Stephan Mathieu: June 21 was picked for launching Schwebung simply because the date seemed reasonable in order to have the concept and web design ready. Part of the label’s profile is to have four seasonal releases each year, something that is also reflected in the catalog numbers. So Schwebung #1 is Æquinoktium 2012, #2 Heliostásion 2012 and so on. While researching the history of vinyl, I noticed that this new material, the successor to shellac, was first presented on June 21, Solstitium 1948 and thought I’m doing something right here.
I strongly believe in vinyl as a perfect physical object to connect with the music, actually I always preferred vinyl above CDs, even when the CD was introduced back then. Early critics had bemoaned the fact that CD audio was compromised in a way that the frequency range not audible to the human ear was simply left out. In fact early CDs sounded exactly like that to my vinyl collectors ears, cold and flat. If you can’t hear it, it doesn’t mean it is not there. A lot of crucial information that characterizes the space and depth of a good recording sits exactly in this frequency range. Well, starting this discussion always means to open a big can of worms for a whole lot of reasons, be it just the playback equipment or listening environment of the listener at the end of the re-production chain. People have written entire books on this subject, so I won’t even go there. Also digital audio has certainly advanced a lot during the last 30 years. But then there are vinyl productions from 50 years ago which still are a benchmark in sound reproduction.
All those ifs and buts aside, I have always produced my own music with vinyl as the reference format in mind, my sound simply works best when it is reproduced analog. For Schwebung I’m using one of the best vinyl production chains available today. This production is quiet expensive, but I don’t see a point in producing cheap or mediocre vinyl only for the medium’s hipness factor’s sake. I want a record to sound as good as it gets.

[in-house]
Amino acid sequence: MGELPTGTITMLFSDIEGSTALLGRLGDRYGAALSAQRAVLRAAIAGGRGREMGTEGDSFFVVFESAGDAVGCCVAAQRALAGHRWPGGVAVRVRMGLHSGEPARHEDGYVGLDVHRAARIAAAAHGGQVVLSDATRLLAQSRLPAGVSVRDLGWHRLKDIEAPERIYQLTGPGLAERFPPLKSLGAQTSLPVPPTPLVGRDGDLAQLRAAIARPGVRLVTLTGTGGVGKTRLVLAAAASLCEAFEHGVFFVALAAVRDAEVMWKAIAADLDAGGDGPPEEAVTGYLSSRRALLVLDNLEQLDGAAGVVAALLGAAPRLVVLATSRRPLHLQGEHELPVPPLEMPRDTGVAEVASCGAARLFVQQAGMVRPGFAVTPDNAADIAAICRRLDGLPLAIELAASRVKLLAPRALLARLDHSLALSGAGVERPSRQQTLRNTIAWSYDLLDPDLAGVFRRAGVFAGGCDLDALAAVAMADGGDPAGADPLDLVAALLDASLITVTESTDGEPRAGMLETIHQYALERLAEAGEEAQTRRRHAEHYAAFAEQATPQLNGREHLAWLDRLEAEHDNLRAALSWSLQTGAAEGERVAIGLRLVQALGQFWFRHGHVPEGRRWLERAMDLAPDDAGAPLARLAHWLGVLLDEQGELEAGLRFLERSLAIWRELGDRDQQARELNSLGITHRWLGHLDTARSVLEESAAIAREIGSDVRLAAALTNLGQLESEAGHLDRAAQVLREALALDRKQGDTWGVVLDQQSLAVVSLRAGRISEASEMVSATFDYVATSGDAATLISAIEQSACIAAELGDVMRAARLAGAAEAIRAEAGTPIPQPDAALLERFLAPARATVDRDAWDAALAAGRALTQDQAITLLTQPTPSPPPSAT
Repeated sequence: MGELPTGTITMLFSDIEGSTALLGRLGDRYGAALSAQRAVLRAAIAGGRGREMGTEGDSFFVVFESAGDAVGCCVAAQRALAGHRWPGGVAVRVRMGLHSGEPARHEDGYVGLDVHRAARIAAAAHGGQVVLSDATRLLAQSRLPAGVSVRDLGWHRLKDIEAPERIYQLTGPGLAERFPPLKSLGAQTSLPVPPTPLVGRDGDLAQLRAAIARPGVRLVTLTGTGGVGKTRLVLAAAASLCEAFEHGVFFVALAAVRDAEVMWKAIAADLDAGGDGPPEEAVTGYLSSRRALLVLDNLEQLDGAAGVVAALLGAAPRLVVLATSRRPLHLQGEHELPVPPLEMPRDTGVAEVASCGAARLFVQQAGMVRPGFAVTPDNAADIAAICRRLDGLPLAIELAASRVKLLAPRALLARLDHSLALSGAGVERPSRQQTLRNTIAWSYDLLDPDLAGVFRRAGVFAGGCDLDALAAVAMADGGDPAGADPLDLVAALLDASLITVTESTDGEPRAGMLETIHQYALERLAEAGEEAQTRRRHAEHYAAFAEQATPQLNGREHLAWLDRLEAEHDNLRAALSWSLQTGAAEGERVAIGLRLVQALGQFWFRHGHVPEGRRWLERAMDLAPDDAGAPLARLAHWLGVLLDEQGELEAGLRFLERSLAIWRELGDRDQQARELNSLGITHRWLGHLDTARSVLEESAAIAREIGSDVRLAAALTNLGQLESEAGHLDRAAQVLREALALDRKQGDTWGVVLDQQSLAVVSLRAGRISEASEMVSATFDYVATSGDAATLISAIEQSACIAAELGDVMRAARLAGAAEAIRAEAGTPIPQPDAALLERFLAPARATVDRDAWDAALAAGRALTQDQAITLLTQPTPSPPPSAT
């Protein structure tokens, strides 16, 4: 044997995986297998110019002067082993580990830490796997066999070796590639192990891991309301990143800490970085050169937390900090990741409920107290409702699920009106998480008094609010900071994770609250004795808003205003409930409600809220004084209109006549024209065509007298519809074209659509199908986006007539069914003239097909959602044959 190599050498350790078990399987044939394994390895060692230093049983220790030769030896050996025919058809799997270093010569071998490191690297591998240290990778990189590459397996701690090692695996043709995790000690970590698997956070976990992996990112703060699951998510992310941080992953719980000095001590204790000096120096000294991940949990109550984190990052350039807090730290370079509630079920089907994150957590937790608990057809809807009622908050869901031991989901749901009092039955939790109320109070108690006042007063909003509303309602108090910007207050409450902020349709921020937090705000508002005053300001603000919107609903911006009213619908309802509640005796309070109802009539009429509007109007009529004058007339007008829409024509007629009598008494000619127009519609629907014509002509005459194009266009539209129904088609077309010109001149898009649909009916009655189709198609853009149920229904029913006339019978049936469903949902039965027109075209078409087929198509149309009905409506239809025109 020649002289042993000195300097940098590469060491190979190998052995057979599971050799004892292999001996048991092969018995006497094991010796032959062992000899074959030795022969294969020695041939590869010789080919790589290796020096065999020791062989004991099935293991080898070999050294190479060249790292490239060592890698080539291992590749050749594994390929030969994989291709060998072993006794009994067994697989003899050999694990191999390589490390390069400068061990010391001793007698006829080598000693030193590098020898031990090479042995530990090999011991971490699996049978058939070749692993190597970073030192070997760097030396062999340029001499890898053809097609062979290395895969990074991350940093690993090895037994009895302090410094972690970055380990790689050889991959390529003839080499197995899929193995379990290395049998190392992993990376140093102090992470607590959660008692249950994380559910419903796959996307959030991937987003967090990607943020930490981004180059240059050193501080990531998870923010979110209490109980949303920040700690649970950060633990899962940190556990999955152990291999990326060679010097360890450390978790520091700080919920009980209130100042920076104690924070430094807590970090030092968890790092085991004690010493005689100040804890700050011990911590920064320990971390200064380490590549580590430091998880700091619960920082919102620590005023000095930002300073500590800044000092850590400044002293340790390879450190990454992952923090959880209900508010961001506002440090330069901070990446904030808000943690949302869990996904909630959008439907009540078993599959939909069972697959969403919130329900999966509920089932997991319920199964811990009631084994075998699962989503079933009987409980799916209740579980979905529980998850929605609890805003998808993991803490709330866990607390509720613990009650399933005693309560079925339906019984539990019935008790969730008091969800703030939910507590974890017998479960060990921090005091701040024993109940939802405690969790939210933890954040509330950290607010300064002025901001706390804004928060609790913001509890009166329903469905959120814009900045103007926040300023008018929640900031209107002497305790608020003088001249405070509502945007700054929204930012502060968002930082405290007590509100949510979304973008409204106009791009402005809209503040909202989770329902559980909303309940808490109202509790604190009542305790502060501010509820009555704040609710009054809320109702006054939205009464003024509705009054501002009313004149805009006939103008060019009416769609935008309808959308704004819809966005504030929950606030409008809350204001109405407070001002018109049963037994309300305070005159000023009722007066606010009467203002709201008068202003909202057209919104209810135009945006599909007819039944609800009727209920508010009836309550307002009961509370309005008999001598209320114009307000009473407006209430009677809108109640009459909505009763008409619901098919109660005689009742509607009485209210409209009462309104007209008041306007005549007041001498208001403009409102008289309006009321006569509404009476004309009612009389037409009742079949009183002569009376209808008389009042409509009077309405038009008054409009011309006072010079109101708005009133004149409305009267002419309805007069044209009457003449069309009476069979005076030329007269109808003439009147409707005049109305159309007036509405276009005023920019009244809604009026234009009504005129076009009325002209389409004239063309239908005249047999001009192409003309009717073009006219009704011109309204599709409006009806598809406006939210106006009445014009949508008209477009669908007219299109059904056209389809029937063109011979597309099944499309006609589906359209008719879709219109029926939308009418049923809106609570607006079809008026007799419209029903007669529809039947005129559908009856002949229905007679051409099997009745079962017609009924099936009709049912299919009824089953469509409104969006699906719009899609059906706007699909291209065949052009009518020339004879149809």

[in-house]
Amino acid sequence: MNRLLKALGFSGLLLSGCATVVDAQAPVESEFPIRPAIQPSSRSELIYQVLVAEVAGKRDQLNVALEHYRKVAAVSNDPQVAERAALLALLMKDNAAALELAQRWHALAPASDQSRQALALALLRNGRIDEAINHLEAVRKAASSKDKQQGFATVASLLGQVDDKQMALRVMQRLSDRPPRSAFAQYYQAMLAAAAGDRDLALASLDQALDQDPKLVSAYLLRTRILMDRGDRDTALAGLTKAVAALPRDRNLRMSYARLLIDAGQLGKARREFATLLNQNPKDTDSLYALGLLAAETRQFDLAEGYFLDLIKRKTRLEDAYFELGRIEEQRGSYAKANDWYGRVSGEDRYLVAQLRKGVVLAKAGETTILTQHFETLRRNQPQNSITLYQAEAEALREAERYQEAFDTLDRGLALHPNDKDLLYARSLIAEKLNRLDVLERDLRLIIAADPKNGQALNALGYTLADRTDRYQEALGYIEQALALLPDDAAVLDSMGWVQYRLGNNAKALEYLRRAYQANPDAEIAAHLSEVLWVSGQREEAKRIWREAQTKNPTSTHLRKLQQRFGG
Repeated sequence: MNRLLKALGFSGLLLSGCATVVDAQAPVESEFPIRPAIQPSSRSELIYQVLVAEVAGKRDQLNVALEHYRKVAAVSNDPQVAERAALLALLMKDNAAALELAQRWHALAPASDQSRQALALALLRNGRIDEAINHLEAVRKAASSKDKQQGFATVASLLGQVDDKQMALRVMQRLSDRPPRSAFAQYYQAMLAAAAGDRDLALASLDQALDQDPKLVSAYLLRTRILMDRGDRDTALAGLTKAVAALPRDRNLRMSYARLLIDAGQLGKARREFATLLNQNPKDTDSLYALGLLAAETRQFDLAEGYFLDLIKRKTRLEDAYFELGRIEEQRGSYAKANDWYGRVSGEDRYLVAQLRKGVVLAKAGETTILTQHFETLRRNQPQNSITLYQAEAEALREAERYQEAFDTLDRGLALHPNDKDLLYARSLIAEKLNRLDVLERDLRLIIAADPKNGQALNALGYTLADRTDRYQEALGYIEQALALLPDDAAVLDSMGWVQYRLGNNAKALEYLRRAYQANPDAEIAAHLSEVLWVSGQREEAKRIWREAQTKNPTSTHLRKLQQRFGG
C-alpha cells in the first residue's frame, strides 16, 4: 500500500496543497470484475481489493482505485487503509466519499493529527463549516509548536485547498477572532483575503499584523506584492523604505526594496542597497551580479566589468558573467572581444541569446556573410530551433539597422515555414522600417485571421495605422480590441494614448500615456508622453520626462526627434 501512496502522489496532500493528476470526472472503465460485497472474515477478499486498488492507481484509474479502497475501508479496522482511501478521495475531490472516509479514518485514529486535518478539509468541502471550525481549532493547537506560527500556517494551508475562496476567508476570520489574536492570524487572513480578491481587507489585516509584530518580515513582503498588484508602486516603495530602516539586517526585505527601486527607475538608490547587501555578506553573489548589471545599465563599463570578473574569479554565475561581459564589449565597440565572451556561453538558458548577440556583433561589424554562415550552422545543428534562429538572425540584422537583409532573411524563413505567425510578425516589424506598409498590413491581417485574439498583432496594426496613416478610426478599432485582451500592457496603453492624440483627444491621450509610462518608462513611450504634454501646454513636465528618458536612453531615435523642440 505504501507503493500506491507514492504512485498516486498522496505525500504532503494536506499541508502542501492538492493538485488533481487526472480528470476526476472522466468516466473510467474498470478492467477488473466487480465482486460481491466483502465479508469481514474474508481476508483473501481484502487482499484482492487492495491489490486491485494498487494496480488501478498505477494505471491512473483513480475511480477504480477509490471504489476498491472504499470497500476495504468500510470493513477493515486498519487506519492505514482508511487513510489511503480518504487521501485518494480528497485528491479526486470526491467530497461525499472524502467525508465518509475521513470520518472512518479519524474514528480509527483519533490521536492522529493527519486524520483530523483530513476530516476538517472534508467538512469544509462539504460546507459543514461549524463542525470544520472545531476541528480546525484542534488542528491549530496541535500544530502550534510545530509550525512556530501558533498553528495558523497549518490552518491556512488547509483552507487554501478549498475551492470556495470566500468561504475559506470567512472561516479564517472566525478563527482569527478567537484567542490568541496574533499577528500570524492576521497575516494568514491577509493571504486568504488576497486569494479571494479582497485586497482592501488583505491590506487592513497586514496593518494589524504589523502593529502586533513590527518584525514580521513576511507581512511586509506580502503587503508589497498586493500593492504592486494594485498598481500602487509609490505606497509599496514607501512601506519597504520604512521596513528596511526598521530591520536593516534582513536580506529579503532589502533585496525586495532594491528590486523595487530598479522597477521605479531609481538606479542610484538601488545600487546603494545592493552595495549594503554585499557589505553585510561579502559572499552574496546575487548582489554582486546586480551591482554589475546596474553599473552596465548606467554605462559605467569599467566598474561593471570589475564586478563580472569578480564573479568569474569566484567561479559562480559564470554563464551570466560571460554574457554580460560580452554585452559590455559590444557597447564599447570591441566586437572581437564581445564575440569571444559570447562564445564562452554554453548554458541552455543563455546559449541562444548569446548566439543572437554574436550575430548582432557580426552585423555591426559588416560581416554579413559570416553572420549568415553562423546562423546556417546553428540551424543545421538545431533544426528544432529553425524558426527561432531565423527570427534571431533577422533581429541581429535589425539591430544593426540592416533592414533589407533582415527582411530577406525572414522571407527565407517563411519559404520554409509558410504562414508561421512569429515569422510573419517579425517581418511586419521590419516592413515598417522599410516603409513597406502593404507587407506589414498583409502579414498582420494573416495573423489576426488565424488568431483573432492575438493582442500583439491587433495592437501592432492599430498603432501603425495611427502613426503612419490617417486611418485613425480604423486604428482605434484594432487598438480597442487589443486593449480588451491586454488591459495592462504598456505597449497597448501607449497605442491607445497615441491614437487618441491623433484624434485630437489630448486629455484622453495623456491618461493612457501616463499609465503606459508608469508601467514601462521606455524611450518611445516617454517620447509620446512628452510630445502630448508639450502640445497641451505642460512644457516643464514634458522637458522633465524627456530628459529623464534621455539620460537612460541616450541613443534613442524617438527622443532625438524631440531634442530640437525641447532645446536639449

Being aware of the fact that many people don’t play vinyl I also offer Flac versions, 1:1 copies of the 24BIT master files in this case, which are included as free download with each record and are also available as stand-alone downloads with dedicated PDF artwork. It’s the way I want to have my music available digitally and people are free to convert the lossless files to their needs from there on, be it MP3 for on the way, or AIF/WAV to burn on a CD for the living room. In case someone is as obsessed with audio the way I am, they can play the 24BIT version through a computer interface or other dedicated hardware. I will sell the digital versions at an affordable price, so in case you want to buy a copy you wouldn’t have to think twice. Since I don’t use iTunes or the likes, digital sales also mean straight support.
All that said, whenever a label should be interested in a CD reissue of a Schwebung release they should feel free to get in touch. I will not offer this format and I’m also quiet sure that the era of the CD will come to an end pretty soon. As long as the alternative is not an even more compromised version like MP3, that’s fine with me. There’s a great legacy of audio refinement to take care of, especially for music that is made to be listened to. As a musician I care about my equipment and instruments and pick them because they sounds great, so having the music available as MP3 pixel soup – even commercially – after all the steps involved to make every BIT shine is a saddening scenario. To me high quality vinyl is the best way to have my music available, and vinyl is here to stay for a substantially longer time than the CD. Since vinyl is also a beautiful object by default, my personal decision was an easy one : )